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Sources of the Self: The Making of the Modern Identity

4.20  ·  Rating details ·  1,440 ratings  ·  57 reviews
In this extensive inquiry into the sources of modern selfhood, Charles Taylor demonstrates just how rich and precious those resources are. The modern turn to subjectivity, with its attendant rejection of an objective order of reason, has led—it seems to many—to mere subjectivism at the mildest and to sheer nihilism at the worst. Many critics believe that the modern order h ...more
Paperback, 624 pages
Published March 1st 1992 by Harvard University Press (first published 1989)
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Feb 08, 2013 rated it it was amazing
“To know who I am is a species of knowing where I stand. My identity is defined by the commitments and identifications which provide the frame or horizon within which I can try to determine from case to case what is good, or valuable, or what ought to be done, or what I endorse or oppose. In other words, it is the horizon within which I am capable of taking a stand.”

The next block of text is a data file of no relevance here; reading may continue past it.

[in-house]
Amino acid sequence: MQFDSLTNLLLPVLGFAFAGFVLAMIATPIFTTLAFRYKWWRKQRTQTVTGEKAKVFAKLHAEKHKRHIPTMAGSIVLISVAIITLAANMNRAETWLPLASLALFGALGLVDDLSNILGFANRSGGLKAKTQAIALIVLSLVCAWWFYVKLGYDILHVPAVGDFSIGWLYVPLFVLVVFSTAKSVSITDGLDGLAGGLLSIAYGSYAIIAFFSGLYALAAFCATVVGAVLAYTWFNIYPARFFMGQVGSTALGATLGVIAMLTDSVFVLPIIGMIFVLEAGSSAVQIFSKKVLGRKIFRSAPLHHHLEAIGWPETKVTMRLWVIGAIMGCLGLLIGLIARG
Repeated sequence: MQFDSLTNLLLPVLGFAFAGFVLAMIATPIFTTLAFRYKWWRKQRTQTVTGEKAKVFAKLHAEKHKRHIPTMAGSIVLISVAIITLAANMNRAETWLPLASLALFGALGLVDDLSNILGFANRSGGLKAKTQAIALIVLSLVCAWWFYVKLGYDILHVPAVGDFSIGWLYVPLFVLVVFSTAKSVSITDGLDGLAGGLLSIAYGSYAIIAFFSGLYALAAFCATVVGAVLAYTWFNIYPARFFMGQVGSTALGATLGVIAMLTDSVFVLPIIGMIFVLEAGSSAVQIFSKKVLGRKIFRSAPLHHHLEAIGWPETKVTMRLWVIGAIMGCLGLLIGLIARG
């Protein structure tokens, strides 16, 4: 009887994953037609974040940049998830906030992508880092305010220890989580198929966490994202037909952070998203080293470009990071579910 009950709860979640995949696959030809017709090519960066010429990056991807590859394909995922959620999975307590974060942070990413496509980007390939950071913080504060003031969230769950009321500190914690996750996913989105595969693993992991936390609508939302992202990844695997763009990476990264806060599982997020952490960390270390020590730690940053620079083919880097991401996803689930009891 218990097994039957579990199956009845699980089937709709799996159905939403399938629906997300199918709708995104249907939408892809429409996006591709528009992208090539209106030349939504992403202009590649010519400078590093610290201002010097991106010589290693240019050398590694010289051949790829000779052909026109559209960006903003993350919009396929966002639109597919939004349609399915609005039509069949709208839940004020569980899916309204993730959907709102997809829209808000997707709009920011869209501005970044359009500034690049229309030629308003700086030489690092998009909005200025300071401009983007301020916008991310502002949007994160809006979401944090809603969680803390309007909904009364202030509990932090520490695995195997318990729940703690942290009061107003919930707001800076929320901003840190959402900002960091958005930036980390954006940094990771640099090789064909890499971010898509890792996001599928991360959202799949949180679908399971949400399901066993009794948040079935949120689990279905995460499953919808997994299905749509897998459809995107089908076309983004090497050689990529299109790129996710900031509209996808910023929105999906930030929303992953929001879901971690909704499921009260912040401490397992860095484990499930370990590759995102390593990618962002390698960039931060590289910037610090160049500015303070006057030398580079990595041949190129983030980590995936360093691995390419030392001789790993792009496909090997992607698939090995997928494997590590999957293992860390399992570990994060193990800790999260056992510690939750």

Taylor locates the problem of self-knowledge at the heart of our naturalistic culture. He shows how the naturalistic paradigm we i
Mar 29, 2010 rated it it was amazing
I just finished this magnificent book this week.

Although it took me a couple of years to read because of my schedule, it completely rearranged my mental furniture. Not many books can do that - for anyone! At least for anyone my age. Haha.

In any case, Taylor examines the history of ideas and the sources for our sense of who it is that we are. He finds these sources in a variety of places, and the problem is that we sometimes view the contemporary sources to be in conflict. However, he believes t
I pretended to understand this book in grad school to impress a few professors whom I respected. Frankly, the book confused me and I could not track the author's thoughts or grasp any of the concepts. I keep the book on my office shelf in hopes that someone recognizes it and assumes that I am an intellectual. Three stars because smart people seem to love this book.
Justin Evans